As appeal begins, lawyer for Hong Kong policeman jailed in Ken Tsang Occupy assault case condemns ‘disgraceful’ attack on trial judge
- Tim Owen QC, for Chief Inspector Wong Cho-shing, says criticism of judge David Dufton after verdict was ‘ill-informed, outrageous and baseless’
- He argues, however, that client’s conviction was unsafe because of issues with footage of incident
A leading counsel for one of seven Hong Kong policemen jailed over an assault on a pro-democracy activist during the 2014 Occupy protests has slammed what he called a disgraceful attack on the trial judge.
Tim Owen QC began his client Chief Inspector Wong Cho-shing’s appeal against his conviction and sentence on Monday by condemning what he described as an ill-informed, outrageous and baseless attack on judge David Dufton following the verdict last year.
“There was no question that the judge’s conduct was impeccable,” the lawyer said. “The fact that the conviction was unsafe in no way calls into question his integrity.”
Owen’s 51-year-old client was, along with six colleagues, found guilty of assaulting former Civic Party member Ken Tsang Kin-chiu, 42, who had been arrested for pouring liquid over other officers during a clearance operation in Admiralty on October 14, 2014. Protesters had occupied the area as part of a civil disobedience movement calling for greater democracy in the city.
News footage of Tsang curling up against the officers’ kicks, punches and baton strikes quickly circulated in 2014, making it one of the most controversial scenes from the largely peaceful protests, while the site gained infamy as the “dark corner”.
Subsequent medical examination found the social worker had suffered swelling and reddish bruises on his face, neck, shoulder, flank, chest and back.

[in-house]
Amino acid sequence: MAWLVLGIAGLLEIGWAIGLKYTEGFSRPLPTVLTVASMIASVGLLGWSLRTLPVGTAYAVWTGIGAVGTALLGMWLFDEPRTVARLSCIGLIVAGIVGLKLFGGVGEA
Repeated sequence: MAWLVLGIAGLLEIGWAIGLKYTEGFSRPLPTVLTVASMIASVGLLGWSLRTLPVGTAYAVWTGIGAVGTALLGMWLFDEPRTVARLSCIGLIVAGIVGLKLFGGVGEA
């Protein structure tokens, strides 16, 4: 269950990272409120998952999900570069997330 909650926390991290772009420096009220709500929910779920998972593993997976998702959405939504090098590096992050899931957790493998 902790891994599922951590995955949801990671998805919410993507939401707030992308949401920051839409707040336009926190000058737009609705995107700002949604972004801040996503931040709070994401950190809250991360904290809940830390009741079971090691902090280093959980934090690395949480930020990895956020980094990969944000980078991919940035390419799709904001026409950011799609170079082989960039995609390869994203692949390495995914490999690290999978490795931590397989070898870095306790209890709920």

The other officers involved are Senior Inspector Lau Cheuk-ngai, 32; Detective Sergeant Pak Wing-bun, 45; Constable Lau Hing-pui, 41; and detective constables Wong Wai-ho, 40; Chan Siu-tan, 34; and Kwan Ka-ho, 35.
All seven were sentenced to two years’ jail on one count of assault occasioning actual bodily harm.
Chan alone was sentenced to one more month on one count of common assault for twice slapping Tsang at a police station, to be served concurrently with the longer jail term.
Dufton’s ruling received a mixed response on social media, with some police supporters posting insulting comments and calling him names such as “dog judge” and “yellow-ribbon judge” – a reference to the colour that came to represent the Occupy movement.
The seven officers have since lodged appeals and have been released on bail.
On Monday, Owen said the attacks on Dufton’s competence were “ill-informed and disgraceful”.
But he argued that the conviction was unsafe because the TVB footage which the prosecution said captured the alleged attack had been edited and not properly authenticated, and thus could not be used as a control sample for authenticating the other footage used in the case.
“There is a lengthy break in continuity [of the footage], which is crucial if you’re basing the case on identification,” Owen said.
He also complained that the use of clothing in identification was inherently unreliable, so it would be perverse to conclude beyond reasonable doubt that the footage showed the same group of individuals.
The appeal is being heard before Court of Appeal vice-president Andrew Macrae and justices Ian McWalters and Jeremy Poon Shiu-chor.
The prosecution, led by Director of Public Prosecutions David Leung Cheuk-yin SC and Jonathan Caplan QC, will respond on Wednesday.
Tsang was jailed for five weeks in a separate trial at Kowloon City Court in 2016 over one count of assaulting police and two of resisting police.
He dropped his appeal and served time last year, after his assailants were jailed.